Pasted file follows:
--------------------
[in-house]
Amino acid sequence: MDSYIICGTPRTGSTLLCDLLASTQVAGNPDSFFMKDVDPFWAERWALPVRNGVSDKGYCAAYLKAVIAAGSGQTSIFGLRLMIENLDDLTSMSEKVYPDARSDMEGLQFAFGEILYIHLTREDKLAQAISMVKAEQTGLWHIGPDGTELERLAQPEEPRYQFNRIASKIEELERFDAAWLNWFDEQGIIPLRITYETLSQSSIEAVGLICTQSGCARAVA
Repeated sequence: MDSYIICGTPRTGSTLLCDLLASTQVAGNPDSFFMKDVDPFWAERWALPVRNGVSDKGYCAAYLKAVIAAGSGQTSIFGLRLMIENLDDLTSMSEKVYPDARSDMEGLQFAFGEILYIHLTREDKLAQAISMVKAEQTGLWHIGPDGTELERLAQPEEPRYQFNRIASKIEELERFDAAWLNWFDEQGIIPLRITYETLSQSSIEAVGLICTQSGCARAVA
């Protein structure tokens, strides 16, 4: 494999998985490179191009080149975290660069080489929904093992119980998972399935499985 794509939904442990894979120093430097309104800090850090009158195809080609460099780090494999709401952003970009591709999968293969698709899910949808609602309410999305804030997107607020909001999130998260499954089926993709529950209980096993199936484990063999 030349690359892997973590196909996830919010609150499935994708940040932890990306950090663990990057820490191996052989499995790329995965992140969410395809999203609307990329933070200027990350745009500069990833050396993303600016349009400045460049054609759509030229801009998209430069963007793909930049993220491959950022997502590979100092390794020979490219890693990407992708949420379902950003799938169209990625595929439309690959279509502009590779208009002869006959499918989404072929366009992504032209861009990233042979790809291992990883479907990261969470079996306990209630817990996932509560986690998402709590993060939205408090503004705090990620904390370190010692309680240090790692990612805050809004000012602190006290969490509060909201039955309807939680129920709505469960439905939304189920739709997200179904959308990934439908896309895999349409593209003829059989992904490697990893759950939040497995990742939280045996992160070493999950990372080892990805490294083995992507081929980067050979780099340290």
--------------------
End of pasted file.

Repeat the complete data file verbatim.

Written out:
[in-house]
Amino acid sequence: MDSYIICGTPRTGSTLLCDLLASTQVAGNPDSFFMKDVDPFWAERWALPVRNGVSDKGYCAAYLKAVIAAGSGQTSIFGLRLMIENLDDLTSMSEKVYPDARSDMEGLQFAFGEILYIHLTREDKLAQAISMVKAEQTGLWHIGPDGTELERLAQPEEPRYQFNRIASKIEELERFDAAWLNWFDEQGIIPLRITYETLSQSSIEAVGLICTQSGCARAVA
Repeated sequence: MDSYIICGTPRTGSTLLCDLLASTQVAGNPDSFFMKDVDPFWAERWALPVRNGVSDKGYCAAYLKAVIAAGSGQTSIFGLRLMIENLDDLTSMSEKVYPDARSDMEGLQFAFGEILYIHLTREDKLAQAISMVKAEQTGLWHIGPDGTELERLAQPEEPRYQFNRIASKIEELERFDAAWLNWFDEQGIIPLRITYETLSQSSIEAVGLICTQSGCARAVA
């Protein structure tokens, strides 16, 4: 494999998985490179191009080149975290660069080489929904093992119980998972399935499985 794509939904442990894979120093430097309104800090850090009158195809080609460099780090494999709401952003970009591709999968293969698709899910949808609602309410999305804030997107607020909001999130998260499954089926993709529950209980096993199936484990063999 030349690359892997973590196909996830919010609150499935994708940040932890990306950090663990990057820490191996052989499995790329995965992140969410395809999203609307990329933070200027990350745009500069990833050396993303600016349009400045460049054609759509030229801009998209430069963007793909930049993220491959950022997502590979100092390794020979490219890693990407992708949420379902950003799938169209990625595929439309690959279509502009590779208009002869006959499918989404072929366009992504032209861009990233042979790809291992990883479907990261969470079996306990209630817990996932509560986690998402709590993060939205408090503004705090990620904390370190010692309680240090790692990612805050809004000012602190006290969490509060909201039955309807939680129920709505469960439905939304189920739709997200179904959308990934439908896309895999349409593209003829059989992904490697990893759950939040497995990742939280045996992160070493999950990372080892990805490294083995992507081929980067050979780099340290």